The Pros and Cons of Overtime Reform

Every time I do a presentation on overtime, I can feel the blood pressure of the audience rise and see all their hands ball up into fists.  Overtime is not a happy topic like these.  However, it is an incredibly important topic considering that overtime reform that is making headway in Washington.  While it is easy to hate it or love it, this post is going to give you the key info you need to know AND some pros and cons.  Without further ado, I bring you OVERTIME REFORM 101!

First, a review.  

Overtime is the extra paycheck you get when you work more than 40 hours in a workweek.   If you are not otherwise exempt from overtime, you will receive time and one-half your regular rate of pay per hour over 40.  A workweek is a 7-day period defined by the employer (hint: unless you are a government agency, there is no such thing as "comp time").  "Time and a half" is based on an employee's regular rate of pay.  This is a fairly easy calculation if the employee is hourly.  Not so much if the employee is salaried.  

Speaking of which, hourly employees are usually non-exempt -- meaning they are eligible to earn overtime.  Salaried employees are NOT automatically exempt from overtime as many people believe.  A salaried worker my be eligible for overtime if they fit into one of the so-called "white collar exemptions," which are the subject of a LOT of court (and people) confusion and the subject of the overtime reform taking place today.  

The "White Collar Exemptions"

In order to fit into an exemption, the employee must first meet a salary threshold.  Currently, the threshold is $455 per week or about $23,660 per year.  If the employee is under this amount, they will most definitely be eligible for overtime.  If they meet this threshold, they may be exempt if they also fit one of the "White Collar Exemptions."  In reality, there are over 20 such exemptions but there are 3 categories most used: Administrative, Executive, and Professional

What is the Administrative Exemption?  No one really knows. Just kidding, but not really.   This exemption is looking for an employee that meets or exceeds the salary threshold (see above) AND primarily performs office or non-manual work directly related to management and general business operations and whose position includes the exercise of "discretion and independent judgment" with respect to "significant" matters.  Courts look at this on a case-by-case basis and are all over the map with what it means and what jobs may be included.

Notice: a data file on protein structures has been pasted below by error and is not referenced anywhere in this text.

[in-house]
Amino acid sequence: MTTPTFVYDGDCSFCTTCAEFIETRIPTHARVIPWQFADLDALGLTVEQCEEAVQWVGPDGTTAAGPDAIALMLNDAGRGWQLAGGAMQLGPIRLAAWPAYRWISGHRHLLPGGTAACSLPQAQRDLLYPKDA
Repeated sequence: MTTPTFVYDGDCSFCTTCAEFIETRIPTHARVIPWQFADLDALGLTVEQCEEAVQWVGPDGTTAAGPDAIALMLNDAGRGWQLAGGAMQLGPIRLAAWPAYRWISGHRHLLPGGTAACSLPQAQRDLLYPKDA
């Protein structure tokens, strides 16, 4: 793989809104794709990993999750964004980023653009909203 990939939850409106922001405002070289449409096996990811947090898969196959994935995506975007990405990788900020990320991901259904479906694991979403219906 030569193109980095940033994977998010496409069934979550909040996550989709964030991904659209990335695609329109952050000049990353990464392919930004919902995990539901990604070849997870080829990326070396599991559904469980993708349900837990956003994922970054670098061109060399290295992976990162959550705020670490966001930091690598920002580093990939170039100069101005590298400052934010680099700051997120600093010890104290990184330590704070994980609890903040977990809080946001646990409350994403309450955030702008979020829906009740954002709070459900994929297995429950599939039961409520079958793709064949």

What is the Executive Exemption? We kind of know what this one means but its still subject to a lot of interpretation.  This exemption is looking for an employee that meets or exceeds the salary threshold (see above) AND (1) has a primary duty of managing the company or a recognized department // subdivision; (2) regularly directs the work of 2 or more employees; and (3) has authority to hire and fire employees, give promotions, and in general, change the status of an employee.  Courts seem to focus a lot on finding the *PRIMARY* duty.  If you are a boss who routinely does things like operate a cash register or stock grocery shelves, you may not actually fit the exemption.

What is the Professional Exemption? Alas! One that mostly makes sense.  Here you are looking for an employee who meets the salary threshold (see above) and has official letters after their name.  Think: PhD, MD, JD, CPA, MS, DDS, DVM, etc...  (Its a bit more complicated than the letters, but this is a good start).